What is the equation for the 22nd term of the geometric sequence in which the fourth term is 3 and the 10th term is -6.

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What is the equation for the 22nd term of the geometric sequence in which the fourth term is 3 and the 10th term is -6.

Mathematics
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@dan815 @Michele_Laino @perl @jigglypuff314 QH question for you guys :))
and until they come, do you know what a geometric sequence is?
For a geometric series we are multiplying by a number oover and over

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For arithmetic series there is a constant difference And for Geometric series there is a constant proportion
we have the subsequent formulas: \[\Large \begin{gathered} {a_4} = {a_1}{q^3} \hfill \\ {a_{10}} = {a_1}{q^9} \hfill \\ \end{gathered} \] where a_1, a_4, a_10 are the first, fourth and tenth terms, furthermore q is the cinstant of our sequence
|dw:1435079880444:dw|
substituting your data we can write: \[\Large \left\{ \begin{gathered} 3 = {a_1}{q^3} \hfill \\ - 6 = {a_1}{q^9} \hfill \\ \end{gathered} \right.\]
Still waiting patiently for an answer
: )
Hi, @NegLakay Welcome to OpenStudy! OpenStudy is here for you to learn, not give you answers. So patiently answer the hints that the QH's (Qualified Helpers) give you and they will direct you to your answer step by step so you can learn how to solve it )
anybody plz
dividing side by side those equations, we get: \[\Large {q^6} = - 2\]
please can you check your data, since the last equation has not solutions for q
what do you mean?
maybe a_10=6?
it's -6
I try to ask to another helper, please wait
@Australopithecus please help
@ganeshie8 please help
@dan815 please help
@chmvijay please help
what # raised to the power of 6 that gives 2
these equations are right: \[\Large \left\{ \begin{gathered} 3 = {a_1}{q^3} \hfill \\ - 6 = {a_1}{q^9} \hfill \\ \end{gathered} \right.\]
yes but i need the equation for the 22nd term. q is just the ratio
we have: \[\Large {a_{22}} = {a_1}{q^{21}}\]
if it was that easy, i would have solved already. Sorry
problems on geometrical sequences are always easy, I think that there is a typo into your textbook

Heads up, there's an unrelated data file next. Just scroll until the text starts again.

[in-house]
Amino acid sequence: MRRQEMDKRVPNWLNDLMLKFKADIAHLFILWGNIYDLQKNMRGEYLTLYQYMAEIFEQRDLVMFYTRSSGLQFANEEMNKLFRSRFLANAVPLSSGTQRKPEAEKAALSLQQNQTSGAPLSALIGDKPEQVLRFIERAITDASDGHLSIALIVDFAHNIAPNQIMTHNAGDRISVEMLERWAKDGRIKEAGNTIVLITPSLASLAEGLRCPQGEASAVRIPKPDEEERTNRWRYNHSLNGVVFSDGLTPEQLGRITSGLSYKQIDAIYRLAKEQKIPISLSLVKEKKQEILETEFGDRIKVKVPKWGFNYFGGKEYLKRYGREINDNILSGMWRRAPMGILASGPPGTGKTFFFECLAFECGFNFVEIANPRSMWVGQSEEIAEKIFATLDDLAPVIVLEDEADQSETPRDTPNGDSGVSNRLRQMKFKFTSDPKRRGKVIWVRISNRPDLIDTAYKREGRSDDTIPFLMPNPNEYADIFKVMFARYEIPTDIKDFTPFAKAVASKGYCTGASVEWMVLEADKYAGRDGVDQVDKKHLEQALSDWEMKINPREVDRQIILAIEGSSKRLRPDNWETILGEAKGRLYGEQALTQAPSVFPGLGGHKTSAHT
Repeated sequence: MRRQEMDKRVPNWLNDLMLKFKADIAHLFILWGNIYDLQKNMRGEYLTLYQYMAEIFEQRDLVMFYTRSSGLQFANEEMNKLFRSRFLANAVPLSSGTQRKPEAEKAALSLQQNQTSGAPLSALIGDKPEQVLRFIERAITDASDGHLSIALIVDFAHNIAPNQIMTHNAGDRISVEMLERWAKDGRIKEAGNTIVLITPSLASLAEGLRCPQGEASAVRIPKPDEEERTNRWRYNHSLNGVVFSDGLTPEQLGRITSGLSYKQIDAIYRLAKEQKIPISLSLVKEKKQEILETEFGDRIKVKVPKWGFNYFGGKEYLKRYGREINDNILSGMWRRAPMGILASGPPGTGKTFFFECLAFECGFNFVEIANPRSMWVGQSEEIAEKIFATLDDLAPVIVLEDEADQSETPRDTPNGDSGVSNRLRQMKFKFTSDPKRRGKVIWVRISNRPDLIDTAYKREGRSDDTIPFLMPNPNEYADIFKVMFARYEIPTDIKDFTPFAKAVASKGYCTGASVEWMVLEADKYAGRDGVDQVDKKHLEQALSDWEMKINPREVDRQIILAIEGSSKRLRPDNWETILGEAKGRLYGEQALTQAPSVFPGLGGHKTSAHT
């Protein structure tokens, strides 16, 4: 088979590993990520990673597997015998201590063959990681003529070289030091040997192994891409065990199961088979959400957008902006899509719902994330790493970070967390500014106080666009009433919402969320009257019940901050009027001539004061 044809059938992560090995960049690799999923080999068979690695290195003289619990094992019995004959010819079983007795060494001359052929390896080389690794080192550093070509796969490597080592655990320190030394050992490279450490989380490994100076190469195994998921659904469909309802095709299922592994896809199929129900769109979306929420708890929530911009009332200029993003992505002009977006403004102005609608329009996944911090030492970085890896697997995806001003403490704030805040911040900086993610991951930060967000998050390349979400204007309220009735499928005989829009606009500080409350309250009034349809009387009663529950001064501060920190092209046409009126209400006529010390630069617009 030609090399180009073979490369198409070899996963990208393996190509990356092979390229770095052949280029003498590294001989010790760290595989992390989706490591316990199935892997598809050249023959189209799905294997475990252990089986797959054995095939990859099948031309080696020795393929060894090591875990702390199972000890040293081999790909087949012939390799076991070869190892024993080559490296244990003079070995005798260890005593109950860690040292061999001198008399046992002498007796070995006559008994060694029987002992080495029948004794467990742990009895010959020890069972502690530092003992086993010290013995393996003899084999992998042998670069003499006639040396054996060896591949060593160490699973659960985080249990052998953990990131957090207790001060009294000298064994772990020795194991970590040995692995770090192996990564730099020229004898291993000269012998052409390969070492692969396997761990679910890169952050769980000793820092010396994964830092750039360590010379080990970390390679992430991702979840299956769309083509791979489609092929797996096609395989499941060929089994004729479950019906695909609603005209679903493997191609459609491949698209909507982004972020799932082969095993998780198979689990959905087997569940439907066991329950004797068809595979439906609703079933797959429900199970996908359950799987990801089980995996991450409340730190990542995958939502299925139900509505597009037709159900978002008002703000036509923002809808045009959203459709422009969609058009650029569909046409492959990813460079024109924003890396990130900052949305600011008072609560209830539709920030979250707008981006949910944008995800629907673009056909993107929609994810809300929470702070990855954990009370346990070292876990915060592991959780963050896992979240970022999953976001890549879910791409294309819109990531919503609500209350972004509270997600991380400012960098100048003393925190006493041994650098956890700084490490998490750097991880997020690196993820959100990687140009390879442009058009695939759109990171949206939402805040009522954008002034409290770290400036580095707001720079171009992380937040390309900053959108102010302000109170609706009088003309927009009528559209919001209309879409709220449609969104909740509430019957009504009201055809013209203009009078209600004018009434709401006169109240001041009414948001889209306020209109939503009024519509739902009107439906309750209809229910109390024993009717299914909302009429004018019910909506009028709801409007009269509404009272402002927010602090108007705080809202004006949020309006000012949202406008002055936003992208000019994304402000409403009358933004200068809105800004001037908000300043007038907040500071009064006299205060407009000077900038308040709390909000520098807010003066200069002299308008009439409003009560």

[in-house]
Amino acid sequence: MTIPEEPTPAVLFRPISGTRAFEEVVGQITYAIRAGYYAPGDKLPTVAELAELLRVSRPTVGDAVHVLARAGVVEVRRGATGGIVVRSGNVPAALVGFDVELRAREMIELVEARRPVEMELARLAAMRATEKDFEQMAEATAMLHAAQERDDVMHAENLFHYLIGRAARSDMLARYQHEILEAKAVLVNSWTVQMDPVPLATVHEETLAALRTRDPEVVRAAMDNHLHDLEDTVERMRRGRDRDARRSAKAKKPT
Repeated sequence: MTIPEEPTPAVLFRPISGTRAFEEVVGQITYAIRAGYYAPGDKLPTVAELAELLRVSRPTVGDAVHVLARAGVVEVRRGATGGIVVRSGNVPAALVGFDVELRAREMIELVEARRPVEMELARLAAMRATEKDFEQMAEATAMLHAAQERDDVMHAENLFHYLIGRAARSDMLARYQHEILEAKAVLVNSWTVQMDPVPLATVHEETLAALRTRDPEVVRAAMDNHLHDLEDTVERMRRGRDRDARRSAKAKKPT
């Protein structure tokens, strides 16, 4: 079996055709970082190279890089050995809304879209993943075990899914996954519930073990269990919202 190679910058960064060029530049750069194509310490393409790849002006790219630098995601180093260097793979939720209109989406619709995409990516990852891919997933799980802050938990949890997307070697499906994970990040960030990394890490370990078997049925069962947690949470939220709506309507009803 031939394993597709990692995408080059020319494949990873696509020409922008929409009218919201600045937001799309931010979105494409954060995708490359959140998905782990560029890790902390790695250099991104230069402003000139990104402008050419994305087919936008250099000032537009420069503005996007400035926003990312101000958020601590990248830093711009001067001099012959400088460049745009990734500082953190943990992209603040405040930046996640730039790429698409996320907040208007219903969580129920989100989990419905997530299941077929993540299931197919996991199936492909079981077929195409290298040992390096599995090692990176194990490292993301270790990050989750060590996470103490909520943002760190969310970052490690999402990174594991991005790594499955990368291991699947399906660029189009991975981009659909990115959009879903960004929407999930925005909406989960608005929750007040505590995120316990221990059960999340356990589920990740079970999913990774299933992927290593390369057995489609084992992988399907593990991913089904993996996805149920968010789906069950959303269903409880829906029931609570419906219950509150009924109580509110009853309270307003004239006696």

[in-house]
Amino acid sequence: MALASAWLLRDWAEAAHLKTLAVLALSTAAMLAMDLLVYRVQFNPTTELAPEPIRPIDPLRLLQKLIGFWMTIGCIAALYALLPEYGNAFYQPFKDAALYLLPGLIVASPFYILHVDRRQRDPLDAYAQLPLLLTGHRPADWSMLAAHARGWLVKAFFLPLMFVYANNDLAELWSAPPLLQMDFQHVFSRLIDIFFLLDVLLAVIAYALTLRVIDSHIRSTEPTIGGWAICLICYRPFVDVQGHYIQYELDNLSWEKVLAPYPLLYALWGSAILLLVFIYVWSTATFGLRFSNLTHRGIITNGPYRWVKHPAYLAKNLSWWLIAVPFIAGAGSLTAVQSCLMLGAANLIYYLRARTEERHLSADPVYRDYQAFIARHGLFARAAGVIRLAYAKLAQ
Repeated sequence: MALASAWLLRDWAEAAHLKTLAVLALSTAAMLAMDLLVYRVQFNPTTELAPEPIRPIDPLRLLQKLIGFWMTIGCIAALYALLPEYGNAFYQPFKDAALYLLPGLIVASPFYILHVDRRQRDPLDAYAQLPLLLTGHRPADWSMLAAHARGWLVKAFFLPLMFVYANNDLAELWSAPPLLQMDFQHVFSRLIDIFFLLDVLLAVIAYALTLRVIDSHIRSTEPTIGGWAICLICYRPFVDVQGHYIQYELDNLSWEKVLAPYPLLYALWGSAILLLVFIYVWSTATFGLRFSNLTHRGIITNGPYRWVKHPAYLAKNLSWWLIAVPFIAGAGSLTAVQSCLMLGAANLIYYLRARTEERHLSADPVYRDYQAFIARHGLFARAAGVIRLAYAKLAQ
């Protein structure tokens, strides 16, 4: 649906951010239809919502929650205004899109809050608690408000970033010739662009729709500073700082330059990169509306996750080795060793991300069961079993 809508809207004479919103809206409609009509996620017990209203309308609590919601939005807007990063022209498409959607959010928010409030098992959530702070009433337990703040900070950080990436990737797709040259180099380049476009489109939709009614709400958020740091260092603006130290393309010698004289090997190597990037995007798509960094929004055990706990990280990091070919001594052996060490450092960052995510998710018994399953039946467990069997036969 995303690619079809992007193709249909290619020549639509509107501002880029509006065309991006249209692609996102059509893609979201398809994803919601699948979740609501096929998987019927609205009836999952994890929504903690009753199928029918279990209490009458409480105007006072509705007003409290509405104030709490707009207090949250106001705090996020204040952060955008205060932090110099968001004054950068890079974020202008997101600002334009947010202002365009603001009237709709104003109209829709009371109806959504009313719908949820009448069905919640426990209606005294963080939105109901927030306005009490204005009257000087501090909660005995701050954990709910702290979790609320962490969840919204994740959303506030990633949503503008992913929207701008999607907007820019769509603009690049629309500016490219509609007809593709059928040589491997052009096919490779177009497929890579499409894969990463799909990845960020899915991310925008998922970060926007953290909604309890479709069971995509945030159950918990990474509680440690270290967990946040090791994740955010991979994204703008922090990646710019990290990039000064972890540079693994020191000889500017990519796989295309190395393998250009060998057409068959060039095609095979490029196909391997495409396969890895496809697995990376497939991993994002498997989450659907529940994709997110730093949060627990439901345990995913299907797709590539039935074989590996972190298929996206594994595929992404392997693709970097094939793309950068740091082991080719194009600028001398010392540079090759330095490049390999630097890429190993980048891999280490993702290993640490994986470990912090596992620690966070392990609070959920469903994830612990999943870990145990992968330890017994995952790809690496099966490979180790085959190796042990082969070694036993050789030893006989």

there is no typo
as you can see we are not able to determine your sequence
when the teacher gives us the answer, i'll let you know
ok! I will wait that answer, thanks!
@mathmath333 please help
@misty1212 please help
the underlined word seems a mistake. as far my experience. |dw:1435082182285:dw|
in case if the OP is sure about the question then it should be \(\large \color{black}{\begin{align} &ar^{20}\hspace{.33em}\\~\\ &a \rightarrow \text{first term } \hspace{.33em}\\~\\ &r \rightarrow \text{common ratio } \hspace{.33em}\\~\\ \end{align}}\)
Do you mean \(\sf ar^{21}\) ?
\(\large \color{black}{\begin{align} &ar^{21}\hspace{.33em}\\~\\ &a \rightarrow \text{first term } \hspace{.33em}\\~\\ &r \rightarrow \text{common ratio } \hspace{.33em}\\~\\ \end{align}}\) this one.
and so far, I've done the problem. But I've arrived at the same solution as Michele unfortunately. And to make sure we were doing it correct, I even looked for an example and it shows the same steps we took: http://calculator.tutorvista.com/geometric-sequence-calculator.html Scroll down to where it says Example Problems.
can you post the screenshot of your question ?
This cant be solved without complex numbers because either for all even n points they would have to be all positive or all negative. In your case you have two even n values with different signs this is not possible unless the sequence contains complex numbers.
You know already, \[r = -(-2)^{\frac{1}{6}}\] or \[r = (-2)^{\frac{1}{6}}\] you can use either and note: \[a_{22} = a_{10}r^{12}\] or \[a_{22} = a_{10}(r^{6})^2\] \[you\ know\ what\ a_{10} is\ so\ you\ should\ be\ able\ t o\ solve\ a_{22}\ or\ the\ 22nd\ term \]
This should give you the answer you seek
If you are confused about how r was acquired it is just the ratio of these two terms (you can check the tutor site or look at @Michele_Laino answers to this question he explains it as well but he uses q instead of r (just saying q = r) Anyways Using the formula: \[a_n = a_1r^{n-1}\] we get: \[a_{10} = a_1 r^{10-1} = -6\] \[a_{4} = a_1 r^{4-1} = 3\] then we take the ratio of these two terms to figure out what r is \[\frac{a_{10}}{a_4} =\frac{a_1r^{9}}{a_1r^{9}} = \frac{-6}{3}\] notice a_1 cancels out and doing simple algebra you can solve r which will be (-2)^(1/6) or -(-2)^(1/6) in this solution you can use ether r value and you will end up with the same value for a_22 Hope this was helpful

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